International Olympic Day: A painful reminder for Pakistan

It commemorates the founding of the International Olympic Committee in 1894
<p>Photo: AFP</p>

Photo: AFP

Over the past many years, June 23, which commemorates the founding of the International Olympic Committee in 1894, serves as a painful reminder of the condition of sports and athletes in Pakistan.

Mismanagement, misappropriation of funds, lack of promotion and poor infrastructure are some of the major reasons behind the deplorable state of sports, other than cricket, in Pakistan.

For instance, Pakistan was once considered a powerhouse in the world of hockey, which also led to multiple medals in the Olympics. However, things have taken a turn for the worse over the past decade or so.

While speaking to SAMAA Digital, Pakistan national hockey team’s captain Umer Bhutta highlighted the importance of implementing a long-term plan to revive the game in the country.

“We need to devise a proper three-to-five-year plan in order to help Pakistan hockey regain its lost glory,” said Bhutta.

“We need to invest on players to improve their physical fitness and training methods, while also increasing the number of matches they play. If we do this consistently, I’m sure our team can be among the top five in the world,” he added.

Despite its rich history — which includes a total of 97 medals in major events like Asian Wrestling Championship, Commonwealth Games, Asian Games, World Wrestling Championships and the Olympics — wrestlers in Pakistan still don’t have access to a proper academy which meets international standards. The effects of this have been felt at the international level as not even a single wrestler has been able to qualify for the Olympics since 1996.

Shedding light on the unfortunate situation, wrestling coach Farid Ali said that Pakistan have fallen behind in the sport due to their failure in adopting modern methods.

“We didn’t change our methods in accordance with international requirements but still expected better results. The wrestlers who train on mud can’t do well on mats,” said Farid. “Although, I still think that wrestling will be the first sport to bring a medal home for Pakistan in the future. In terms of skills our wrestlers are really good, however we struggle in terms of diet and fitness.”

He also explained the difficulties faced by wrestlers in the country but was hopeful about Pakistan winning a medal at the Olympics if a proper system is put in place.

“If I talk about Punjab, 80 percent of the wrestling clubs are based in graveyards. We don’t have space to setup wrestling academies and clubs. Government needs to provide infrastructure at grass roots level,” he said. “Pakistan Sports Board only gives us a couple of months for camp whenever an event is set to take place but apart from that we are on our own and they totally ignore us. We desperately need an academy which works on wrestlers of all ages.”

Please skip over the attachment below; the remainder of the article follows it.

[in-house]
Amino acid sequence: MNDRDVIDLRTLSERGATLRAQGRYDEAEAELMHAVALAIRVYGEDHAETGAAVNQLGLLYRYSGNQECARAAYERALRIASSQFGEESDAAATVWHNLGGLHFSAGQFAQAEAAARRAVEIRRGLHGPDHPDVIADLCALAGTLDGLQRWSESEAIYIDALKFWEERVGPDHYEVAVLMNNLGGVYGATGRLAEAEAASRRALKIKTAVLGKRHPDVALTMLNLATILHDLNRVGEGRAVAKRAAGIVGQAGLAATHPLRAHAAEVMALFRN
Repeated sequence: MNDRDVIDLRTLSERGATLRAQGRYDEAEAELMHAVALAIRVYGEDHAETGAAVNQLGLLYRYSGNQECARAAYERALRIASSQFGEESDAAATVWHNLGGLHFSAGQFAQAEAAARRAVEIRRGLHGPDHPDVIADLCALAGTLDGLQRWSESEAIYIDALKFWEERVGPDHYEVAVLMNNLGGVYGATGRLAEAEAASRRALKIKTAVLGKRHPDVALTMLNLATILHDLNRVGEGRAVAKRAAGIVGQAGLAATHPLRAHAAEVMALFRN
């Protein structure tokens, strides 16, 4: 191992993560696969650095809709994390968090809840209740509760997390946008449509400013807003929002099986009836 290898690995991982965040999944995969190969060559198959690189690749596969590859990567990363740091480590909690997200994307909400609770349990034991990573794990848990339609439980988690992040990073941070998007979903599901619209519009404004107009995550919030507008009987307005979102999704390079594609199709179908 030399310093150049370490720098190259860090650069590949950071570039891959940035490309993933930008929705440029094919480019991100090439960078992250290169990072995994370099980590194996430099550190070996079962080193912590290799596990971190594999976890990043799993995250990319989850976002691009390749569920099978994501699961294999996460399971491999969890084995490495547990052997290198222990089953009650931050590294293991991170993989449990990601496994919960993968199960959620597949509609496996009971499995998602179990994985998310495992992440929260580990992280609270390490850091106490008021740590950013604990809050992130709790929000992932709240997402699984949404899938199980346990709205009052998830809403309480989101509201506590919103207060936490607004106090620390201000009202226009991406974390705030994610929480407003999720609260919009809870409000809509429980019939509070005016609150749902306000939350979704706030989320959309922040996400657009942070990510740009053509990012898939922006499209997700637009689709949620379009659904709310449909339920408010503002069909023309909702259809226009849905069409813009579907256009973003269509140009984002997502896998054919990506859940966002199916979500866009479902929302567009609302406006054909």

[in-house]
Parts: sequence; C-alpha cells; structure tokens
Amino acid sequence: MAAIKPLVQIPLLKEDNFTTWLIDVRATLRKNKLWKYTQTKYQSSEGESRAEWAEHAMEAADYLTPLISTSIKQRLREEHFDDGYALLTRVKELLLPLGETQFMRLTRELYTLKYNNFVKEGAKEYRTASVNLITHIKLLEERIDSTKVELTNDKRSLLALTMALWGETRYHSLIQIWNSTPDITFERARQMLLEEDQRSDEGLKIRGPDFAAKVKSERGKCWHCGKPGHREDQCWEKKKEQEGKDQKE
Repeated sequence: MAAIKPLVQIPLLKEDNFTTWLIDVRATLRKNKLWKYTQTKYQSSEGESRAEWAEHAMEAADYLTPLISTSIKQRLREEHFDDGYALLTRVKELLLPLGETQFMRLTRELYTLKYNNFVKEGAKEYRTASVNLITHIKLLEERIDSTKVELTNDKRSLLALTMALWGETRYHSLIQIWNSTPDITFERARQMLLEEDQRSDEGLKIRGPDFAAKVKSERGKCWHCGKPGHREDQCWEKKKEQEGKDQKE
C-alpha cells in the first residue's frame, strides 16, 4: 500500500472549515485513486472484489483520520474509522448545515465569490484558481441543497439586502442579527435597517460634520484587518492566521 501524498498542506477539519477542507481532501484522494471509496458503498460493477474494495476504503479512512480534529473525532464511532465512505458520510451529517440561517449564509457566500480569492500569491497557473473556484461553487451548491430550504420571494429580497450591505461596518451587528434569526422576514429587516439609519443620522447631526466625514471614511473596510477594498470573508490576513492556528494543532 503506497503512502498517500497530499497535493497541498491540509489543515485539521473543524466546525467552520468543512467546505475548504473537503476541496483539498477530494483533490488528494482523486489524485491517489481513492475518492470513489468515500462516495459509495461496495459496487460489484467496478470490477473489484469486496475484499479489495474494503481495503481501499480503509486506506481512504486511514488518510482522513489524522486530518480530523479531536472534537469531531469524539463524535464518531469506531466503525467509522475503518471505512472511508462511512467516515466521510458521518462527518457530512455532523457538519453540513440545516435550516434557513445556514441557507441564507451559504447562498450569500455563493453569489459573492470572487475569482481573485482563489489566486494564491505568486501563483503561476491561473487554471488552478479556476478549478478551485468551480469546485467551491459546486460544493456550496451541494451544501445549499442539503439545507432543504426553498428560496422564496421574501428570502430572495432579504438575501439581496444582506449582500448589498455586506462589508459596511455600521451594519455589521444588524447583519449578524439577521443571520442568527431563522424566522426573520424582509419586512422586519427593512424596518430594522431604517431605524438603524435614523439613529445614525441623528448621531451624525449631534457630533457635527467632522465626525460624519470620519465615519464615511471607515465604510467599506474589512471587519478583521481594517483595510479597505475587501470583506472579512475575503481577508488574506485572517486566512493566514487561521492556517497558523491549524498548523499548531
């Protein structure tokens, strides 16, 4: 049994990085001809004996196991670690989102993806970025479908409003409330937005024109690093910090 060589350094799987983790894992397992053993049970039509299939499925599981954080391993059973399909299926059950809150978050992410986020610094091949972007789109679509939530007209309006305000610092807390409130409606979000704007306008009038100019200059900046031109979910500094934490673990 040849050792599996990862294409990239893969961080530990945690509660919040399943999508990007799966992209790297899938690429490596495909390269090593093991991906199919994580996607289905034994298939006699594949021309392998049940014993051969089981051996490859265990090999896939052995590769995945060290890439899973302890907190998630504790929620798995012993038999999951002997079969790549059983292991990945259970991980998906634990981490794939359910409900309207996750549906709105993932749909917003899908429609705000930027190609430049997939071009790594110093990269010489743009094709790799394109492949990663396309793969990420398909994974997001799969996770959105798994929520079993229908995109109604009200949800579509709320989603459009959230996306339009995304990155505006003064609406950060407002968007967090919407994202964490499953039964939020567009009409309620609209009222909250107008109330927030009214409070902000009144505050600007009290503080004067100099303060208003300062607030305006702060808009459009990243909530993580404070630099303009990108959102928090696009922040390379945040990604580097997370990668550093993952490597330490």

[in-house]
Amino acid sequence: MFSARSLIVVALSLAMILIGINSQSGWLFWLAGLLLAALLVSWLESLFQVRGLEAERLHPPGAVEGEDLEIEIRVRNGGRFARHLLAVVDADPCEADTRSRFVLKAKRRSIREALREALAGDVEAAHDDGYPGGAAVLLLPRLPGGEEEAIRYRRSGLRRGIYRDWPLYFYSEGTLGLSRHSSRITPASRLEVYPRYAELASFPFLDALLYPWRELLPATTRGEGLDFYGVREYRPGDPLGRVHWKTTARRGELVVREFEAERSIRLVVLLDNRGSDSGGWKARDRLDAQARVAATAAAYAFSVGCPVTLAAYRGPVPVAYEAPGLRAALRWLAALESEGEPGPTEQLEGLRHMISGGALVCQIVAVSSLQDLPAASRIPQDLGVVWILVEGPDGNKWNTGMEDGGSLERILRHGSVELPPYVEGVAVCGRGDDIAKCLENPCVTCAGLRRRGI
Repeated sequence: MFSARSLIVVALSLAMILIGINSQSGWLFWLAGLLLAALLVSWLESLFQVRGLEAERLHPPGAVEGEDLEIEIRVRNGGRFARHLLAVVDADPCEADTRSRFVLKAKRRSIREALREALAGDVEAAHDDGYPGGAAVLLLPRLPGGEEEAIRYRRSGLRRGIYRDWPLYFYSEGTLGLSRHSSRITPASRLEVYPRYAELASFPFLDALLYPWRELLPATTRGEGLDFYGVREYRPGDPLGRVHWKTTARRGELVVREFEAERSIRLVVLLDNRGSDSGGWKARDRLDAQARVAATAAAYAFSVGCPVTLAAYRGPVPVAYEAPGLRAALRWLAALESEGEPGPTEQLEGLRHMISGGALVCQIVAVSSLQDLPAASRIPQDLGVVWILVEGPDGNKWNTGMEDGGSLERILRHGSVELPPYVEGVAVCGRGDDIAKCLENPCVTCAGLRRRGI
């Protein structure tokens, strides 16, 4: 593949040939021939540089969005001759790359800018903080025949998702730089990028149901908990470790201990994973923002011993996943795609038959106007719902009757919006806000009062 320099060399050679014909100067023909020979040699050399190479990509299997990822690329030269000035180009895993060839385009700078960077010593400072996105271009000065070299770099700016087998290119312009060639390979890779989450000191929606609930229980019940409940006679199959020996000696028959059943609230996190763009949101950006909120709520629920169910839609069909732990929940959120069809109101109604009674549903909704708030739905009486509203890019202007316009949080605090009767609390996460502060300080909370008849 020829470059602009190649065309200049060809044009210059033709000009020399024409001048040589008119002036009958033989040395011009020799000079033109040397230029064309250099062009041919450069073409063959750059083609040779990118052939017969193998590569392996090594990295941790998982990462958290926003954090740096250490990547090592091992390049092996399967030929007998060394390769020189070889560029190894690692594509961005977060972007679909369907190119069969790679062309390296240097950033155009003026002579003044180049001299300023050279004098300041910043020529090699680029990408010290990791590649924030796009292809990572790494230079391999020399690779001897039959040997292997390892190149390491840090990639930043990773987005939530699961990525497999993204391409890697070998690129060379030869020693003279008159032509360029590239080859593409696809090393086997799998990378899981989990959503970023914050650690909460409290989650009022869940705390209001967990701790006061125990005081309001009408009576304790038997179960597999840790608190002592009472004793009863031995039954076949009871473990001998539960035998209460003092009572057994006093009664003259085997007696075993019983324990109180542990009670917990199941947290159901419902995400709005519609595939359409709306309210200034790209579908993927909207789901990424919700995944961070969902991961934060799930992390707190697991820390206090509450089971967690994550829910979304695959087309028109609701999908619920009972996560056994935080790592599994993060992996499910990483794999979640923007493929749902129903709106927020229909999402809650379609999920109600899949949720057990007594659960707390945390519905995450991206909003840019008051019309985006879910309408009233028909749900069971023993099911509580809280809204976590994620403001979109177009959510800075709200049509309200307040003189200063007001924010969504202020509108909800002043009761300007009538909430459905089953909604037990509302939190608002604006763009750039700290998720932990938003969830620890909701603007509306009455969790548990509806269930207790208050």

“I’m 100 percent sure that if a proper system is provided, our wrestlers will win medals at the 2024 or 2028 Olympics,” he concluded.

Boxing is one of the three sports, along with wrestling and hockey, in which Pakistan has won a medal, Hussain Shah’s bronze in 1988 Seoul Games, in Olympics.

Muhammad Waseem, who is the first Pakistan boxer to ever win the World Boxing Council (WBC) silver flyweight title twice, also painted a depressing picture of the sport in the country.

“Unless and until real talent is promoted, Pakistan won’t win any medals at the Olympics. The events organised by the Pakistan Boxing Federation are riddled with dishonesty as they decide beforehand the number of medals which every department will win. If they continue like this, Pakistan will never win another boxing medal. Seeing the poor condition of boxing in Pakistan makes me very sad on such a big day,” said Waseem.

He also accused the Pakistan Boxing Federation of favouritism in selecting players and holding tournaments.

“Recently, the team selected for the commonwealth games was selected without any merit as all the talented athletes were ignored,” he said. “In an inter-department tournament organised by the Pakistan Boxing Federation, some of the departments were informed about the date of the tournament beforehand, which helped them set up camps and prepare for the event, while others were not. If they continue to act like this, forget about winning a medal in the Olympics as we are not even prepared to win one in SAFF Games.”

Bearing in mind the condition of sports in Pakistan, only a concerted effort by the government and local sports bodies can help the country compete at the highest level or else the future won’t be any different from the present.

Pakistan’s history at the Olympics

First appearance – Pakistan’s maiden appearance in the Olympics came during 1948 in London.

18 – Pakistan have made 18 appearances at the Olympics between 1948 and 2020.

First medal – Pakistan’s first medal at the Olympics was won by the men’s hockey team, which won silver at the 1956 Melbourne games.

First gold medal – Pakistan’s maiden Olympic Gold was won by the men’s hockey team in Rome during 1960.

First individual medal – Pakistan’s wrestler Mohammad Bashir won bronze medal during the 1960 Rome Olympics.

10 – Pakistan have won 10 medals at the Olympics, which includes three gold, three silver and four bronze.

Most successful sport – Pakistan’s hockey team has bagged the highest number of medals for their country, which includes three gold, three silver and two bronze.

Zero – Pakistan are yet to win a medal in the Winter Olympics after four appearances.

Last appearance – Pakistan’s most recent appearance in the Olympics came during the 2020 Tokyo games.


International Olympic Day

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